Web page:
A few more DC #1’s than last week, Fear Itself limps along, and my first look at the new Ultimate Spider-Man.
Batman and Robin #1: Eh, it was okay. I liked the softer, forward-looking side of Bruce coming out, but it seems a little bit like they’re trying to recapture the Dick/Damian dynamic, and that’s simply not going to work with these characters. Art’s a little hard to follow at times too.
Batwoman #1: Truly excellent stuff. This still feels like a direct sequel to “Elegy” (which of course is how it started out), but there’s enough explained to make this story reboot-friendly as well.
Daredevil #3: Great stuff. Waid and Rivera are kiling it.
Demon Knights #1: Off to a great start; this issue was over too soon for me.
Fear Itself #6: This crossover is positively limping to the finish line. I think the Nazi robots are all gone, the hammer dudes are all gathered together for a final attack, and Odin is poised to step in if the heroes don’t succeed. So we’ve got a clear understanding of the stakes, the Big 3 Avengers are all being suitably badass, and that’s good. We’ve also got Spider-Man learning a lesson about great responsibility again, and that’s a bore.
Green Lantern #1: Not a bad story, with Sinestro trying to figure out what the Guardians are playing at by giving him a green ring, and Hal trying to settle into an ordinary life he’s completely unsuited for. But this is very much Green Lantern #68. Any newcomers who thought the mythology was impenetrable in the Green Lantern movie aren’t going to like this introduction any better.
Grifter #1: I’ll stick with it because I think the concept has legs, but this first issue did not do a great job introducing the main character or the threat.
Legion Lost #1: Like Green Lantern, this is a decent story provided you already know everything about the Legion of Super-Heroes. If you don’t, you better really be able to hit the ground running, because this book does not slow down to introduce any of its many, many concepts.
New Avengers #16: Bendis goes back to having the Avengers respond to internet criticism of his work, and there’s also something about robots in there. I dunno. I’m just waiting for the tie-ins to finish and all the oral history stuff to return to its proper status as supplemental material at the end of the book.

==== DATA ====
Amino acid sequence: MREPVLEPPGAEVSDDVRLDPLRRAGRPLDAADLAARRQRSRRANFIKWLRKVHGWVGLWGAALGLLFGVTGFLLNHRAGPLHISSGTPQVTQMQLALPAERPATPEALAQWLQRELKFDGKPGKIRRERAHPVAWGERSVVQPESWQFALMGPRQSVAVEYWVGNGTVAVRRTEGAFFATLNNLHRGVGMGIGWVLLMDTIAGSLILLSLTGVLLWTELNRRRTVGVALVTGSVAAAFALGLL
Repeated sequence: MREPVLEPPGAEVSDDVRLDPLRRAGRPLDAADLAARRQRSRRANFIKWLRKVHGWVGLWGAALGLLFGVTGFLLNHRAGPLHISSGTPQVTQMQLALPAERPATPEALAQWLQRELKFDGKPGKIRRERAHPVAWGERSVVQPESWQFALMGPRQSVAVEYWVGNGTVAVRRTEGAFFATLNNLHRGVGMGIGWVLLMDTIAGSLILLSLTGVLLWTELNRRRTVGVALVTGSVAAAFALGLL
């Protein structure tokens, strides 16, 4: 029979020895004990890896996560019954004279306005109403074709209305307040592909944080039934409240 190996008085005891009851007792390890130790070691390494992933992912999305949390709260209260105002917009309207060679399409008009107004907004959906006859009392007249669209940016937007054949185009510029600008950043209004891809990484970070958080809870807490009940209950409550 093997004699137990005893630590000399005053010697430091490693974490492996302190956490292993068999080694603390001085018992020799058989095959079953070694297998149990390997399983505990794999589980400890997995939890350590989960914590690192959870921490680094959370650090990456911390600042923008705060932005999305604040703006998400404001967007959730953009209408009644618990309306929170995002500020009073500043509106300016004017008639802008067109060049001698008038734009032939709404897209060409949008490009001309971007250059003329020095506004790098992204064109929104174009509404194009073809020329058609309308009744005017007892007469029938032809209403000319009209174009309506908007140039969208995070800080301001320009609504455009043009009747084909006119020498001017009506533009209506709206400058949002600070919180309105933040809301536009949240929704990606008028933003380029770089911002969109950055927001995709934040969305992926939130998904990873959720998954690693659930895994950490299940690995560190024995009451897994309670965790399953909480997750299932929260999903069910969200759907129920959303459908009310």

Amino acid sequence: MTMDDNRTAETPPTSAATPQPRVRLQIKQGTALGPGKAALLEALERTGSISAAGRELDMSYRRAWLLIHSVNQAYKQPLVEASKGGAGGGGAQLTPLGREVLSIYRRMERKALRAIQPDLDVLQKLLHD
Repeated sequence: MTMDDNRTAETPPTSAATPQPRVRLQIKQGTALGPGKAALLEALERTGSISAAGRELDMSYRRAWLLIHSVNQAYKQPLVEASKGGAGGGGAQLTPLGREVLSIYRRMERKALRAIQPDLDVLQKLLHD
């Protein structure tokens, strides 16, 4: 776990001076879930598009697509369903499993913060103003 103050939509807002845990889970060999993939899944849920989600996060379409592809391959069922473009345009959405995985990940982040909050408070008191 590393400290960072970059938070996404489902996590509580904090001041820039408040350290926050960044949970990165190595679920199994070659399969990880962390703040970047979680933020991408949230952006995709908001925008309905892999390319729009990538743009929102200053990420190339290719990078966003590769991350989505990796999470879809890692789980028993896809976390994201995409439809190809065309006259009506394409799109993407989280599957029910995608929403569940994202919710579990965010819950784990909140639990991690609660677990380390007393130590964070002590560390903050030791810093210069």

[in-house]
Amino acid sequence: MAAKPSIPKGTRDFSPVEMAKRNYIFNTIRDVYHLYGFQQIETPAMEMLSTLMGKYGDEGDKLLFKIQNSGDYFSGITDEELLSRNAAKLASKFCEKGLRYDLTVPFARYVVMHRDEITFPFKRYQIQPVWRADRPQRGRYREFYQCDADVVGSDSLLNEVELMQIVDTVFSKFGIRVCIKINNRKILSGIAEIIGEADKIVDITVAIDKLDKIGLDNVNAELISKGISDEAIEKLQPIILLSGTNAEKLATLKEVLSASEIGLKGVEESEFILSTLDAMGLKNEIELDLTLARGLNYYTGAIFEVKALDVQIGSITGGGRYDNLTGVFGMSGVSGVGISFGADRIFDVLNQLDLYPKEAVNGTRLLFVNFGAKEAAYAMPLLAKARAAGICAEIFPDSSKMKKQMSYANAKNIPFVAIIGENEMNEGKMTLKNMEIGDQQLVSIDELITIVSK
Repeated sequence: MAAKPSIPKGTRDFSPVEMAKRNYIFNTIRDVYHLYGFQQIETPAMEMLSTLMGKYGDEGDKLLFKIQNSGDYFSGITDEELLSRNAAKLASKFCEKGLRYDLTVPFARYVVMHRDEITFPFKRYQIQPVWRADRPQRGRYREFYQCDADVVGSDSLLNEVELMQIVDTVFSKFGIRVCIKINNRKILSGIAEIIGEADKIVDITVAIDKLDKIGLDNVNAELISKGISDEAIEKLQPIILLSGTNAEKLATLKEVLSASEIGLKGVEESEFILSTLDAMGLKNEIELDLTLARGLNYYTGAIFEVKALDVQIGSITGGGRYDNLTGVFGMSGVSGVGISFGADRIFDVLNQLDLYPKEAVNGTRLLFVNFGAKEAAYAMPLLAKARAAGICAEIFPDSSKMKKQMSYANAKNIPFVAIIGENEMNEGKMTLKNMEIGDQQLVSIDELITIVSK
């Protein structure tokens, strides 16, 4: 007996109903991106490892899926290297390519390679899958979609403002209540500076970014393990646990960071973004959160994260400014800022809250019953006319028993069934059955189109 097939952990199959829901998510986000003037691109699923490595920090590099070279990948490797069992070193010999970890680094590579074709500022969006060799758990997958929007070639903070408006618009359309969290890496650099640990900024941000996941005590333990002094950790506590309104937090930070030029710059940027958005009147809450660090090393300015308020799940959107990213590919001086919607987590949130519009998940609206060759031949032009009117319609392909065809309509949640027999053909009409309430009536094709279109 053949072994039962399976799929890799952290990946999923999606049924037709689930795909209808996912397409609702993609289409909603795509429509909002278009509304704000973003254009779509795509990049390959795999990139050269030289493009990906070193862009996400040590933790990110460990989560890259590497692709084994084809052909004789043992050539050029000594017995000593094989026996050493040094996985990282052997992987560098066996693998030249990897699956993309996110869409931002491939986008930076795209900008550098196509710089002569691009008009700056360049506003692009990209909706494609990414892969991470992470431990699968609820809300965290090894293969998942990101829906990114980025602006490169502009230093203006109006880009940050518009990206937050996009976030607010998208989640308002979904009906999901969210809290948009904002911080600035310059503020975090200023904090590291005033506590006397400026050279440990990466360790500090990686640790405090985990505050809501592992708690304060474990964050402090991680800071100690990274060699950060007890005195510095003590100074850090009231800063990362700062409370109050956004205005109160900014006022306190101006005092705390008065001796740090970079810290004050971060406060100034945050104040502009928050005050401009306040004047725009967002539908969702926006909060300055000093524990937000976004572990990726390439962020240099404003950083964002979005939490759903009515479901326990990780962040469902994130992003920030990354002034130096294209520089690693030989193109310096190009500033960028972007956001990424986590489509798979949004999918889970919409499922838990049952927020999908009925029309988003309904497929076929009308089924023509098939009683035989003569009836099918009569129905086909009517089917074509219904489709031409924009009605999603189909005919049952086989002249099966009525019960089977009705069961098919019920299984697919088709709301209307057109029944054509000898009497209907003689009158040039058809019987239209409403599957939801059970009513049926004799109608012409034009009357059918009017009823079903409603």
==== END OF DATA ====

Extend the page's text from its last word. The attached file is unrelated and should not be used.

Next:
Suicide Squad #1: Be careful with this one, because like the title says, it could easily drive you to take your own life. The few characters who are properly introduced are simplified to the point of blandness, interaction is all but nil, and the action is weak. And Amanda Waller fans, be prepared for a final page so stupid you’d roll your eyes if you saw it in our strip as a parody of such stupidity.
Superboy #1: The art is excellent. The story is…there. Not bad, or anything, but it’s nothing we haven’t seen before. I just gave the book a shot on the off chance that it would be a return to the fun, carefree Kesel days, but it’s going it’s own way. And that’s fine, I just don’t wanna go with them.
Ultimate Comics Spider-Man #1: I didn’t read Ultimate Fallout, so this is my first introduction to Miles Morales. And…it wasn’t much of one. I learned a lot more about Miles’ father, uncle, and the spider in this issue than I did about the title character. Still and all, I liked what I did see, and think this could turn out to have a very different dynamic than Peter’s status quo. Looking forward to how it develops.
Uncanny X-Force #15: This series is still worlds beyond the previous one, but I gotta say, between all the alternate universes and Apocalypse stuff, this feels more like just another X-Men team than an off-the-books black ops one. But it’s a well-done X-Men team, so it’s still enjoyable.